I Think I Am Disabled: What Type Of Disability Benefits Should I Be Seeking?
When you have suffered a serious injury that has left you disabled and unable to work, or you have been diagnosed with a debilitating illness or condition, our national disability benefits attorneys know how important it is to find out quickly about your options for seeking disability benefits. If you cannot work, not only will your regular bills begin to pile up, but you will also need help covering the costs of your medical care. Depending upon your specific circumstances, you may have a few different options for seeking disability benefits. It will be important to have an attorney evaluate your situation to help you understand the specific type of disability benefits that you may be eligible to receive, especially before you spend a significant amount of time filing an application for benefits. In the meantime, our dedicated disability lawyers can give you some more information that can help you to learn more about possibilities for obtaining benefits.
Eligibility for Disability Benefits through the Social Security Administration (SSA) Requires a Specific Definition of a Disability
In order to be eligible for any type of disability benefits administered by the Social Security Administration (SSA), you will need to meet a specific definition of a disability. The SSA defines a disability as a disabling condition that is expected to last for at least one year or to result in death, and which prevents the person from engaging in any substantial gainful activity (SGA).
Two Kinds of Disability Benefits May Be Available to You Through the SSA
There are two types of disability benefits that may be available through the SSA:
- Social Security Disability Insurance, or SSDI; and
- Supplemental Security Income, or SSI.
Beyond meeting the definition of a disability according to the SSA, the eligibility requirements are very different for SSDI and SSI. SSDI eligibility is based on your work record, while SSI eligibility is based on your having limited income and assets. SSDI is available regardless of your income and assets, and these benefits can even be available to disabled individuals who were high earners prior to their disability.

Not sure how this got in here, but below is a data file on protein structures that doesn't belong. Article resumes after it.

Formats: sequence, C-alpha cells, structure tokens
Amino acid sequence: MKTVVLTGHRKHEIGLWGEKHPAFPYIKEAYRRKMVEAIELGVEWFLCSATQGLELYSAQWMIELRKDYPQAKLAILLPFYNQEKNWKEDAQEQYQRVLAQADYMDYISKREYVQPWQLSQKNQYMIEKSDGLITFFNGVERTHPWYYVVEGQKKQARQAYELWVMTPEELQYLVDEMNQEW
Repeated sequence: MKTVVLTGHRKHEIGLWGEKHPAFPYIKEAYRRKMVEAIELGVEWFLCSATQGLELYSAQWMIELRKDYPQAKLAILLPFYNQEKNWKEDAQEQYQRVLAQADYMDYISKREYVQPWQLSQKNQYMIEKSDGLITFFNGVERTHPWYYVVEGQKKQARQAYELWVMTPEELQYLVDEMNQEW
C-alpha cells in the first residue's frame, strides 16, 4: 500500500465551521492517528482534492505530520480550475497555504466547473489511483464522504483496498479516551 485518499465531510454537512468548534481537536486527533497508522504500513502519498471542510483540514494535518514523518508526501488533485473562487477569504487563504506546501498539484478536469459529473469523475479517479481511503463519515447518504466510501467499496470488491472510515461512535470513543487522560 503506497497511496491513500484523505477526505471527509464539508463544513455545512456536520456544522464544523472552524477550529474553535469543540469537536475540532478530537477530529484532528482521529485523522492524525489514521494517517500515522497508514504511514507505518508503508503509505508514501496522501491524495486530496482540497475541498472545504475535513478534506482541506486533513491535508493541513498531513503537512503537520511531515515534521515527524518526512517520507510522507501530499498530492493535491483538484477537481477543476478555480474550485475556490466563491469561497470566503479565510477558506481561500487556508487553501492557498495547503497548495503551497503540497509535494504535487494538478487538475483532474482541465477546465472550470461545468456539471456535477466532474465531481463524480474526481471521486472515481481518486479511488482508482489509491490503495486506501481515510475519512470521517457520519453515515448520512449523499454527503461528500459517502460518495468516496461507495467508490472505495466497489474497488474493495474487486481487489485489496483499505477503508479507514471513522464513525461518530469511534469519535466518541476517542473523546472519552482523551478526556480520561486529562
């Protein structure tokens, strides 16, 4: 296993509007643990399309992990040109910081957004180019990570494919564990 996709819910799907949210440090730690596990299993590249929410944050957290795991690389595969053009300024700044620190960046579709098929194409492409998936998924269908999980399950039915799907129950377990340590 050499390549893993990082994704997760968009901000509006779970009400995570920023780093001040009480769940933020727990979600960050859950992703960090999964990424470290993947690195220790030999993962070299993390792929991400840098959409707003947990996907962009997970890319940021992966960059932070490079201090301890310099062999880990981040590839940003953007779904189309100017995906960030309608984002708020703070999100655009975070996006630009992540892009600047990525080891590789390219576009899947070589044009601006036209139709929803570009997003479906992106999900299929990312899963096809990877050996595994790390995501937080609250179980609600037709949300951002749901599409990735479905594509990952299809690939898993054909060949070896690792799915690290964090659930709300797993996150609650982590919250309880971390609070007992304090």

You Could Be Eligible for Private Disability Benefits Depending Upon Your Situation
In some cases, people who are disabled are eligible for SSDI or SSI benefits, and they are also eligible to receive private disability benefits through an employer. It is important to know that private disability benefits do not have anything to do with the Social Security Administration, and they are not based on the eligibility criteria we have discussed above. Rather, your employer may have been contributing to a long-term disability benefit plan for you in the event of a disability, or you may have become eligible for this type of coverage through your employment.
For many people who are eligible for these kinds of disability benefits, it is easier to prove your eligibility — and often to receive payments more quickly — than it is to receive benefits through the Social Security Administration. Many employer-sponsored disability benefits do not require you to have a disabling condition that is expected to last at least 12 months or to result in death, which means you could be eligible for private benefits even if you are not eligible for SSDI or SSI benefits.
Contact a National Disability Benefits Attorney for Assistance
The experienced national disability benefits attorneys at the Law Offices of Stephen Barszcz can assess your circumstances today to help you determine what type of benefits you may be eligible to receive, and we can help you with your application.